Zur Freiheit verurteilt/ Installation / 2018

Nina Ansari´s work comprises of photographic imagery, drawing, installation and video. Implicitly influenced by the Iranian political background and its multifacedeted history, Ansari composes multilayered photographic works,where identity in its situational definitions tends to hold crucial place. Her images, often balancing on the black andgrey scale narrate emotional situations that addressmemory as a ‘Geotop’ for existence and identity- formation.

Matters of philosophy interconnected with a  sociogeographical awareness are a frequent motif in her work and create intellectually informed landscapes where the ‘occidental’ enters a dialogue with the ‘oriental’.

In the exhibition, Ansari contributes two works; her photographic work showsthree magnified blurred Polaroid images  serving as a study of the philosophy from antiquity to modern ages. Coming from an experimental series of photographicworks that the artist had already realized in 2003, the rediscovery of the work isshaping the ground for its recontextualisation asan object of the ‘present’ with an immediate association to the present of the artist herself.

On the back of the neck of the woman, who appears threeconsecutive times on the picture, one can read the phrase ‘Der Körper ist zur Freiheit verurteilt‘ (EN: The body is condemned to freedom), alluding to the Sartrian theory suggesting that humans are ‘condemned to freedom’ referring to both the intellectual freedom and corporeal emancipation as a priori given states to the human condition. This idea of freedom comes to be undermined or put under question when one considers the position of theartwork in the exhibition, framed in the central dark gray wall, as if ‘imprisoned’. Additionally, the posture of the figure as wellas the chromatic choices of the artist implicitly leave a taste of a Self, tormented by emotional of pain, joy, loss, desire; emotions of a freedom that might have liberating or confiningeffects.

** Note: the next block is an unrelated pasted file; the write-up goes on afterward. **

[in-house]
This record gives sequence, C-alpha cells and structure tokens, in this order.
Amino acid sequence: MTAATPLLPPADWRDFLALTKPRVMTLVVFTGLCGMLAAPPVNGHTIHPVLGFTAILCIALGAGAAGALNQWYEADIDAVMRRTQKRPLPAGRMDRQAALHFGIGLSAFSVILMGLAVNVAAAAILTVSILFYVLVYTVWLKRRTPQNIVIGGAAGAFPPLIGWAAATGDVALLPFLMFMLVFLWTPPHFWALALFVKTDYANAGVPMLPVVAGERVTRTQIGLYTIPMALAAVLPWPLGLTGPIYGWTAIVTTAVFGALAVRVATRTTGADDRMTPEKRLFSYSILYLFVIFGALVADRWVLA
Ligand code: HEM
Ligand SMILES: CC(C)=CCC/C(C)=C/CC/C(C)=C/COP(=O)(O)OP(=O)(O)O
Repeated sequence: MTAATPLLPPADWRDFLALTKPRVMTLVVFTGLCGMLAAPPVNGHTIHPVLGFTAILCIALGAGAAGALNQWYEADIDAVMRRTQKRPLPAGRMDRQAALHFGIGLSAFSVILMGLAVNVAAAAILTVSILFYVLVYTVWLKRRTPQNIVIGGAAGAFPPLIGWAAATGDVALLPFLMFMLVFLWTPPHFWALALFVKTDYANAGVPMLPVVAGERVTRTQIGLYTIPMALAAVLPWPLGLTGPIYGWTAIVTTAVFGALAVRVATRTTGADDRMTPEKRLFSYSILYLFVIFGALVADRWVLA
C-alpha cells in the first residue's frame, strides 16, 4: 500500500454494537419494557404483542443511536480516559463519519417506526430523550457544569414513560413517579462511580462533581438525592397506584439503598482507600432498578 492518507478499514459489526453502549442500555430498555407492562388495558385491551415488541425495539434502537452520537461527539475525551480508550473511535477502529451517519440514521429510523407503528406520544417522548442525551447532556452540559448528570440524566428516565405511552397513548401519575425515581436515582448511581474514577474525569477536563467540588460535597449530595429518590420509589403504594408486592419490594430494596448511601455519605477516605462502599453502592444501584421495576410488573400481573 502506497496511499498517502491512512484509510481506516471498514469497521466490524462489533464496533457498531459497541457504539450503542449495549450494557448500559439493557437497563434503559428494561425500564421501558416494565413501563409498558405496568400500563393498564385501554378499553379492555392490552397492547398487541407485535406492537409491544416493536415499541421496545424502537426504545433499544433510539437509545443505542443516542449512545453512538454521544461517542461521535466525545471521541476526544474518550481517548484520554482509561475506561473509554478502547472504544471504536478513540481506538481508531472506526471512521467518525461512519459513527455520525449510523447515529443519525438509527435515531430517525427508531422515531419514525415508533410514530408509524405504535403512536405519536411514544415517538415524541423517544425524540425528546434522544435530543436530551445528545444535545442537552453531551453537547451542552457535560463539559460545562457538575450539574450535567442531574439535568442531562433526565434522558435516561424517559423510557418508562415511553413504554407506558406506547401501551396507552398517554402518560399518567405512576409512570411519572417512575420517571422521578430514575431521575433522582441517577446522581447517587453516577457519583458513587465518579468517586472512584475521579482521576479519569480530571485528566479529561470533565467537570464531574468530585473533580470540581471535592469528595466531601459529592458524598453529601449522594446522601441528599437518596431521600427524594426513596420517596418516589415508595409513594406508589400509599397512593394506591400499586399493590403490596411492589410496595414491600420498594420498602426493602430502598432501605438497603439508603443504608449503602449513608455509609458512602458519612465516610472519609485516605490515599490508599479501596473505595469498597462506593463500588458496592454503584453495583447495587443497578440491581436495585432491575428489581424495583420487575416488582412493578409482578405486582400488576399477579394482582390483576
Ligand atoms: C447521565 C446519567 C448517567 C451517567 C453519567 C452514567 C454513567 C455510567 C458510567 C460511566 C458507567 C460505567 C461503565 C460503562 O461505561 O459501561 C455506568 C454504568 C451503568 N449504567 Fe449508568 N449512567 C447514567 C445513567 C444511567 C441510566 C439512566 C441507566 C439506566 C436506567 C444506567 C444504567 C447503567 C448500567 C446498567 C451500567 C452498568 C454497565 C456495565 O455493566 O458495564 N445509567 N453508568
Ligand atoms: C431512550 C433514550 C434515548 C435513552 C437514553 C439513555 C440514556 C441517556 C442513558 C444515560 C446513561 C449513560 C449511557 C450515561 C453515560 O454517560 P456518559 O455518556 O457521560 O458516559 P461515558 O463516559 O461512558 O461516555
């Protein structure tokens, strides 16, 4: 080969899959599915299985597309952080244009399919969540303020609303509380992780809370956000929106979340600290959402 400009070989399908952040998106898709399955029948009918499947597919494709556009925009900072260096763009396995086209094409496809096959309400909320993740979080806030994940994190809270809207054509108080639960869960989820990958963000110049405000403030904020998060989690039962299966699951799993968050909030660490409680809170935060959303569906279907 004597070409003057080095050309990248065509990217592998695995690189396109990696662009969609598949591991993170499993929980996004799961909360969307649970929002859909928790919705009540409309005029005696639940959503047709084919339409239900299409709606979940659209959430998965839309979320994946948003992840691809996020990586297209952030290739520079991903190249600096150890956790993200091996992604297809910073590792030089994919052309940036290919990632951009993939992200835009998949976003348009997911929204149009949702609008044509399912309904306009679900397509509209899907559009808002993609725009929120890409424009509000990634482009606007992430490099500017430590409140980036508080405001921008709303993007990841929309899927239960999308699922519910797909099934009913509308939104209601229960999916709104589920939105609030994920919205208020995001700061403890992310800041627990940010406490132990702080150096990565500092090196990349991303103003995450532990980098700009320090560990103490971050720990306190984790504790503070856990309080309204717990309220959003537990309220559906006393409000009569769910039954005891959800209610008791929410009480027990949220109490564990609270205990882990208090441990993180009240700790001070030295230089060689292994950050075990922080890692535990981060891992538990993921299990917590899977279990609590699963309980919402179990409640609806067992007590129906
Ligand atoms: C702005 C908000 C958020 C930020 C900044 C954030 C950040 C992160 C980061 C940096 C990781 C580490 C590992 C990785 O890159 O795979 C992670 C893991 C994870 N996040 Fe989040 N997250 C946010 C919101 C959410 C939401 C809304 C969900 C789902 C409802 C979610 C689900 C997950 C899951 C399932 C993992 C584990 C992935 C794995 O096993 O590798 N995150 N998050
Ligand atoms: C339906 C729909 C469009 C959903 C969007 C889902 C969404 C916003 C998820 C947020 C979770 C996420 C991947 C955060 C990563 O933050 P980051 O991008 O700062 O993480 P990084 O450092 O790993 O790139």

Facing the photo, the video titled ‘Munition Ansari has composed a poem in English (later translated in French)
as an accompanying element for her ‘Munition’ series of works in 2014. The videorecorded as a video performance, only merely allows the spectator to read the poem or understand 
what is happening. At the closing of the video, the poem is read by a  voice in English as follows:

 

black and white
shadowy landscape
cloud formation
aircraft, explosion,
erased in places
memory lost in official history some see guns,
some see faces enter the depths
First World War a letter written by a soldier to his beloved
from the front lines

Nina Ansari, 2016

Text: Vanessa Souli / Fotos: